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Effect of Suboptimal Nutritional Status on Mineral Uptake and Carbohydrate Metabolism in Tomato Plants
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 Title & Authors
Effect of Suboptimal Nutritional Status on Mineral Uptake and Carbohydrate Metabolism in Tomato Plants
Sung, Jwakyung; Lee, Sangmin; Lee, Suyeon; Kim, Rogyoung; Lee, Yejin; Yun, Hongbae; Ha, Sangkeun; Song, Beomheon;
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A suitable supply of mineral elements into shoot via a root system from growth media makes plants favorable growth and yield. The shortage or surplus of minerals directly affects overall physiological reactions to plants and, especially, strongly influences carbohydrate metabolism as a primary response. We have studied mineral uptake and synthesis and translocation of soluble carbohydrates in N, P or K-deficient tomato plants, and examined the interaction between soluble carbohydrates and mineral elements. Four-weeks-old tomato plants were grown in a hydroponic growth container adjusted with suboptimal N ( and ), P (), and K () for 30 days. The deficiency of specific mineral element led to a significant decrease in its concentration and affected the concentration of other elements with increasing treatment period. The appearance of the reduction, however, differed slightly between elements. The ratios of N uptake of each treatment to that in NPK sufficient tomato shoots were 4 (N deficient), 50 (P deficient), and 50% (K deficient). The P uptake ratios were 21 (N deficient), 19 (P deficient), and 28% (K deficient) and K uptake ratios were 11 (N deficient), 46 (P deficient), and 7% (K deficient). The deficiency of mineral elements also influenced on carbohydrate metabolism; soluble sugar and starch was substantially enhanced, especially in N or K deficiency. In conclusion, mineral deficiency leads to an adverse carbohydrate metabolism such as immoderate accumulation and restricted translocation as well as reduced mineral uptake and thus results in the reduced plant growth.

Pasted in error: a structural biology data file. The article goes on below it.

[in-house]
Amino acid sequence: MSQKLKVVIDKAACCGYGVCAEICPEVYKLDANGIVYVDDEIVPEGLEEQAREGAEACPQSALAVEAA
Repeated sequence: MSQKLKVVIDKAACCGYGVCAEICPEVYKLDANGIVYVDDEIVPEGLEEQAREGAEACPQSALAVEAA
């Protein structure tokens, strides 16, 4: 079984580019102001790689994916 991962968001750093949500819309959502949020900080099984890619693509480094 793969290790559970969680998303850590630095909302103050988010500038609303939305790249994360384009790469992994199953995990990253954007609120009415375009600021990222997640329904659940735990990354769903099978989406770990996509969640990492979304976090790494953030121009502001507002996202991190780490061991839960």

Mineral;Carbohydrate;mineral deficiency;Tomato;
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